Support for the Mujahideen

Hoxha, like China and Maoists in general, supported the revolutionary elements found within the Mujahideen:[8][clarification needed]

Frequently when I read reports or see on the TV shots of the fighting and daring actions which the Afghan fighters carry out against powerful formations or motorized columns of the Soviet army of occupation, jumping from rock to rock amongst the snow and ice, the rain and countless other difficulties, and armed only with rifles, my mind goes back to our glorious National Liberation War, to the heroism and sacrifices of our valiant, patriotic and revolutionary people. Of course, our war was at a much higher level and much better organized and, above all, it was led by our Communist Party. . . Nevertheless, I repeat that the struggle of the people of Afghanistan is a just struggle, and the Afghan patriotic fighters deserve to be honoured and respected by all the patriotic forces of the world, to be supported so that they can step up their liberation war even further until they drive the Soviet occupiers completely from their homeland.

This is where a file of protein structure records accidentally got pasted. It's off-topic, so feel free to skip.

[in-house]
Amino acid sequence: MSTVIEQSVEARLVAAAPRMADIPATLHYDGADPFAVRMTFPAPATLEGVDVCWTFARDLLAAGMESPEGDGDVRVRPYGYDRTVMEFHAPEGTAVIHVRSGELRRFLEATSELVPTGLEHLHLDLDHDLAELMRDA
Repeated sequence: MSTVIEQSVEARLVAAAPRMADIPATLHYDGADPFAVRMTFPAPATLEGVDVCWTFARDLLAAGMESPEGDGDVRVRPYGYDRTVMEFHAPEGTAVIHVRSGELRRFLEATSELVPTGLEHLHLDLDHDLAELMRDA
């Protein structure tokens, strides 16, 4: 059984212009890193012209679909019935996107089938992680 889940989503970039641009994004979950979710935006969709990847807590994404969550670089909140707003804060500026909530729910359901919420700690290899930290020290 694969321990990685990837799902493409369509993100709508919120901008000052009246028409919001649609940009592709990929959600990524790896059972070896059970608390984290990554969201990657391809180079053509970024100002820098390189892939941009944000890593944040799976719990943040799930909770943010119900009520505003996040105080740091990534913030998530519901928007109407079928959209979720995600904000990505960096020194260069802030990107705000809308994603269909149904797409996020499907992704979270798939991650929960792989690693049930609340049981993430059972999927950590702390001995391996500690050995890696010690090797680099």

— Enver Hoxha, Reflections on the Middle East[9]

Albania's pioneer movement

Albania had its own pioneer organization, the Pioneers of Enver, which was structured similarly to that of the USSR's.

Economy

Most of Albania's development, economically and socially, was made possible due to Soviet and later Chinese assistance,[citation needed] which can be seen by how badly hit the economy was when this assistance was terminated.